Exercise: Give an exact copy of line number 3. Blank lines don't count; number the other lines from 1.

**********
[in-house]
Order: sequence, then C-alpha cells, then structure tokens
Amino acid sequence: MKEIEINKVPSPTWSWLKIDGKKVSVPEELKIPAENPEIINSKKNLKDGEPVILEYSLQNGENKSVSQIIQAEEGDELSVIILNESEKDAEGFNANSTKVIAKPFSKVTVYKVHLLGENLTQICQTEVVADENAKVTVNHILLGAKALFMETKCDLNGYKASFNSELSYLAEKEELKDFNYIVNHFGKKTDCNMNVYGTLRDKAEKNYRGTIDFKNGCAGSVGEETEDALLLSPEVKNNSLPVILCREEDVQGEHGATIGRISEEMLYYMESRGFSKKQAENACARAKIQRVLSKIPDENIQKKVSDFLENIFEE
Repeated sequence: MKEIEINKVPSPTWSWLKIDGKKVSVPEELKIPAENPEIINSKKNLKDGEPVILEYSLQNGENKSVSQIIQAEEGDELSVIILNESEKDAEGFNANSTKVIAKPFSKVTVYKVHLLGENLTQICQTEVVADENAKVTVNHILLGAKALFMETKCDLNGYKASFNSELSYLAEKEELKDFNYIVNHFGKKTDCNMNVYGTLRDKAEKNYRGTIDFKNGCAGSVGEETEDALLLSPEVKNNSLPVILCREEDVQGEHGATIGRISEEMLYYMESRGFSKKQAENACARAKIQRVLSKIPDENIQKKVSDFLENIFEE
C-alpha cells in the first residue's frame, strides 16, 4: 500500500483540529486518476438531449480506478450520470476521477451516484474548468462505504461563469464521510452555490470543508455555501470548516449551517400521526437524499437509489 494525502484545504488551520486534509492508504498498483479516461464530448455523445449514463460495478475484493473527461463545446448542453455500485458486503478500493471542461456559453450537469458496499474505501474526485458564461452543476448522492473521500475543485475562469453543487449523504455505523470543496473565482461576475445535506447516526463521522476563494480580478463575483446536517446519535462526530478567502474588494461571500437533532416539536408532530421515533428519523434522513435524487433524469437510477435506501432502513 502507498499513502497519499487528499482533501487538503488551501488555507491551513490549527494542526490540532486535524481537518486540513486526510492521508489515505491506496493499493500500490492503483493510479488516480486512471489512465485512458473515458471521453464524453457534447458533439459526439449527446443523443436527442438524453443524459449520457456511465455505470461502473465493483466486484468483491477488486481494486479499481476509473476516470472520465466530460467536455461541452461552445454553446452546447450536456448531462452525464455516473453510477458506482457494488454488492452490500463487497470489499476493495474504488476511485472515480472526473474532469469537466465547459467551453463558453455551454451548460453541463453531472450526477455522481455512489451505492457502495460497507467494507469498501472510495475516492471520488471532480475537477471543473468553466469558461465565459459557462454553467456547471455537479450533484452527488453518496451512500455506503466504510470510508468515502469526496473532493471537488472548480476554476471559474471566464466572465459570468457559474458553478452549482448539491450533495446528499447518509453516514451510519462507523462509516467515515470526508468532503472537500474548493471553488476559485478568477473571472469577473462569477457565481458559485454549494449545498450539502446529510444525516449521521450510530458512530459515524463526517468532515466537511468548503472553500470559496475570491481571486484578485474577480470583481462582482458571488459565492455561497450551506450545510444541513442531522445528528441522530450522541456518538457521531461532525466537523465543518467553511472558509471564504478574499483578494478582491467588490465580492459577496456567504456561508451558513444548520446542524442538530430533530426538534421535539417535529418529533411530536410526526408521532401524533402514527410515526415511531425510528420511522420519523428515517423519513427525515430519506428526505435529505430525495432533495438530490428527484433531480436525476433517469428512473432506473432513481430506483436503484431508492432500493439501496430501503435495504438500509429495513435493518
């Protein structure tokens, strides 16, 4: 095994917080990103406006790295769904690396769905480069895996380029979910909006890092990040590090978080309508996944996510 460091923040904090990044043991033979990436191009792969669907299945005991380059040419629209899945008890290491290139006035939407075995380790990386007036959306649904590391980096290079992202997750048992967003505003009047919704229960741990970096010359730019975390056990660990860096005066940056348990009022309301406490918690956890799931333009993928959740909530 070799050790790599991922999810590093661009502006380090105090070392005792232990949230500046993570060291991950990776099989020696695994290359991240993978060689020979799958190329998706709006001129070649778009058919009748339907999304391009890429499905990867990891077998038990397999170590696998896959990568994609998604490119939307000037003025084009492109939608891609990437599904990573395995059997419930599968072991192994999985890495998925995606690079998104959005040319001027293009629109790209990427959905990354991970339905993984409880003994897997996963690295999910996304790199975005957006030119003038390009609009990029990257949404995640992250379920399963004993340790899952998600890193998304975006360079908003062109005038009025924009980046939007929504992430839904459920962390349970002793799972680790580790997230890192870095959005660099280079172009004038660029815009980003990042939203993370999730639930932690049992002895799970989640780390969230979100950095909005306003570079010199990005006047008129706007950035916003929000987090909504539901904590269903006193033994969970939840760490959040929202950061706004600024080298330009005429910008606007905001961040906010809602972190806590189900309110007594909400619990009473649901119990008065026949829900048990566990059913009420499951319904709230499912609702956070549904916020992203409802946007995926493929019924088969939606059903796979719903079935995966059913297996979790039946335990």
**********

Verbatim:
Amino acid sequence: MKEIEINKVPSPTWSWLKIDGKKVSVPEELKIPAENPEIINSKKNLKDGEPVILEYSLQNGENKSVSQIIQAEEGDELSVIILNESEKDAEGFNANSTKVIAKPFSKVTVYKVHLLGENLTQICQTEVVADENAKVTVNHILLGAKALFMETKCDLNGYKASFNSELSYLAEKEELKDFNYIVNHFGKKTDCNMNVYGTLRDKAEKNYRGTIDFKNGCAGSVGEETEDALLLSPEVKNNSLPVILCREEDVQGEHGATIGRISEEMLYYMESRGFSKKQAENACARAKIQRVLSKIPDENIQKKVSDFLENIFEE